1. Explore why you feel this way:  It’s totally normal to feel like you’re not on the right degree path.  Take steps now to figure out why.  Here are a few suggestions:
    • Self-exploration, rooted in passion, is key.  Ask yourself what you’re passionate about.  If it’s not your current degree path, ask yourself why.  I laid out a nice path for self-exploration in this post under the passion bullet.
    • Check out your campus career development center for advice.
    • Check out places like The Muse for inspiration.  
  2. Put all options on the table: It’s always ok to course correct if a dramatic change will stop the soul-sucking:
    • Change your major. It’s ok!  If self-exploration helps you understand that your passions lead you to a different degree path, make the change now.  Better to spend an extra year on your education now than starting all over in six years.
    • Go to a different school.  It’s ok! Sometimes the soul-sucking has nothing to do with your degree path.  During your self-exploration make sure you take into account your school environment.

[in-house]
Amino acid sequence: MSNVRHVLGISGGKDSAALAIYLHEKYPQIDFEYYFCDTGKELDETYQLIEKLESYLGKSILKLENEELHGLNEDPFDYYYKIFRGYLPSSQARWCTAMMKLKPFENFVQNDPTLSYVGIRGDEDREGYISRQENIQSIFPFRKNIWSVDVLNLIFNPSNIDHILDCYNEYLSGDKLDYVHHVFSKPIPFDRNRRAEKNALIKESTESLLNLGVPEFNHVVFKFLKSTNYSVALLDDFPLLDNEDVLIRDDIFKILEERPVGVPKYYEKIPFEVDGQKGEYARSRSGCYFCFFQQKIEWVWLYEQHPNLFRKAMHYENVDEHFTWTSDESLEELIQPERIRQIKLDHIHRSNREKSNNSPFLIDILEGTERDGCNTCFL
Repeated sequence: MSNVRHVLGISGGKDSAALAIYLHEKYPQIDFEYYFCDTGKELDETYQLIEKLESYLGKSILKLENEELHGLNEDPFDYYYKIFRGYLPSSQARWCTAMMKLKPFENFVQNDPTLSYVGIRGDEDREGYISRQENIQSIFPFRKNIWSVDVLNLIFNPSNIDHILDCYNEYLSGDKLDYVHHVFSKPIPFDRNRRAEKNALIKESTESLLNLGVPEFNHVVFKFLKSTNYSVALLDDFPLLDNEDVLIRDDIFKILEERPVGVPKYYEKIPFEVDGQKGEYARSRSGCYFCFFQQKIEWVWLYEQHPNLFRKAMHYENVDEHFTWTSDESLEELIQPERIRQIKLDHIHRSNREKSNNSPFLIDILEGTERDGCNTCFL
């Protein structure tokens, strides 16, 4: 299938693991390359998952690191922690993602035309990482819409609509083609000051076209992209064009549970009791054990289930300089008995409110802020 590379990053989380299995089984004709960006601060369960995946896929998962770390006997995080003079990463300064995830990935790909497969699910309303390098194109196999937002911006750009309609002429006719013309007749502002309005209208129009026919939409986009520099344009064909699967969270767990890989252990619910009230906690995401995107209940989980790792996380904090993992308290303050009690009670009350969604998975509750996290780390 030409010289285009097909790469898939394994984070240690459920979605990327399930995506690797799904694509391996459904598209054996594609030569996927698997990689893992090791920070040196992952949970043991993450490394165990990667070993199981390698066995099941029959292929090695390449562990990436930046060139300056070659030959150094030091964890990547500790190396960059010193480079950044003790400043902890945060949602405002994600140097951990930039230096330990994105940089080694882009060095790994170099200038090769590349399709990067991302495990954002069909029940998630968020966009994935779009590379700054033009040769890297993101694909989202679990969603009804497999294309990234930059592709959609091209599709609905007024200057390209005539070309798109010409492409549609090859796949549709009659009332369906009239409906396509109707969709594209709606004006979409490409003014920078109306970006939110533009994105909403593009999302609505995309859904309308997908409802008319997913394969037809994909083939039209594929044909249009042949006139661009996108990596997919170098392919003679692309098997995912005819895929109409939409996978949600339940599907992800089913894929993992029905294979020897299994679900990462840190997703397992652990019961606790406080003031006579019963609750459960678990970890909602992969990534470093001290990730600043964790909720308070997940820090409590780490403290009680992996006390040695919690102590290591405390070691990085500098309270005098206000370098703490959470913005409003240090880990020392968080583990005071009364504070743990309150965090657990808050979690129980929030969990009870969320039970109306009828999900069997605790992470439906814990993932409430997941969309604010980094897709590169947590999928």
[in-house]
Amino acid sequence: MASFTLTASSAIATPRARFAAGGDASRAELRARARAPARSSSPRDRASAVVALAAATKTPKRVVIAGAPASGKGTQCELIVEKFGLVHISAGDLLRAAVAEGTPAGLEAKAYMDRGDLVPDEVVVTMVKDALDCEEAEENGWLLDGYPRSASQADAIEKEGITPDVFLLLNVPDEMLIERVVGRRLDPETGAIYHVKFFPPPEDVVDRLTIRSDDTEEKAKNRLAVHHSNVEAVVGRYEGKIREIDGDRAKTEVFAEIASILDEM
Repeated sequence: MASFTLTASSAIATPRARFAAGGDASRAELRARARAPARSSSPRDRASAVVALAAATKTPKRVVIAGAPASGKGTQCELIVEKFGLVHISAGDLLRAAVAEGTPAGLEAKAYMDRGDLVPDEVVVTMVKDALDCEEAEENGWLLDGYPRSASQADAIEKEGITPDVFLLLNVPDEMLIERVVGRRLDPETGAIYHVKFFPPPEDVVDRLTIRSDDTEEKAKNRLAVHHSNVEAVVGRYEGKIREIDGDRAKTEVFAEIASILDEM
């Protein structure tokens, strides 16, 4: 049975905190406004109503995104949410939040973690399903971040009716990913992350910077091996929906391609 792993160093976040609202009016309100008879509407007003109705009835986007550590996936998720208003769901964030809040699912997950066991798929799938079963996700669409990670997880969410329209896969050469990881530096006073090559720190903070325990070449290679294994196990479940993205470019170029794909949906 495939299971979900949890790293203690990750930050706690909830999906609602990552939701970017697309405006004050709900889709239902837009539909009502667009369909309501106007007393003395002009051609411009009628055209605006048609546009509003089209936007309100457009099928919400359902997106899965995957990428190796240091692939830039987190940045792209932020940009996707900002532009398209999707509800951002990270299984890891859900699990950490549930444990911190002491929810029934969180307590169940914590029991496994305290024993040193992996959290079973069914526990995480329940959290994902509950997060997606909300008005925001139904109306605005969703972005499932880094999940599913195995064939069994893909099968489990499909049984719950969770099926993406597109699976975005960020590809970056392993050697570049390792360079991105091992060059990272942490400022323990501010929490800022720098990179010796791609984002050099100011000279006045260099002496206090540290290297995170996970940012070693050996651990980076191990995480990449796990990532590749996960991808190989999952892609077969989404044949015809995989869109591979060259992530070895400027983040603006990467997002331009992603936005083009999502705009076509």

3. Explore opportunities outside your degree:  For many of you, your degree doesn’t allow curricular space to explore the things you might be interested in pursuing.  Co-curricular or extra-curricular activities can go a long way to round out your college experience. If you love your career path but determine that the soul-sucking is coming from the classes you take, engage with the world around you in the following ways:
    • Take a class or join a club across campus, in a completely different degree field. I like net impact.  
    • Study abroad
    • Look for arts venues in the community or on campus and volunteer to roll up your sleeves and help the organization. 
    • Give back to your community— Join pre-existing service organizations can help contextualize your degree work.
    • Start your own campus organization.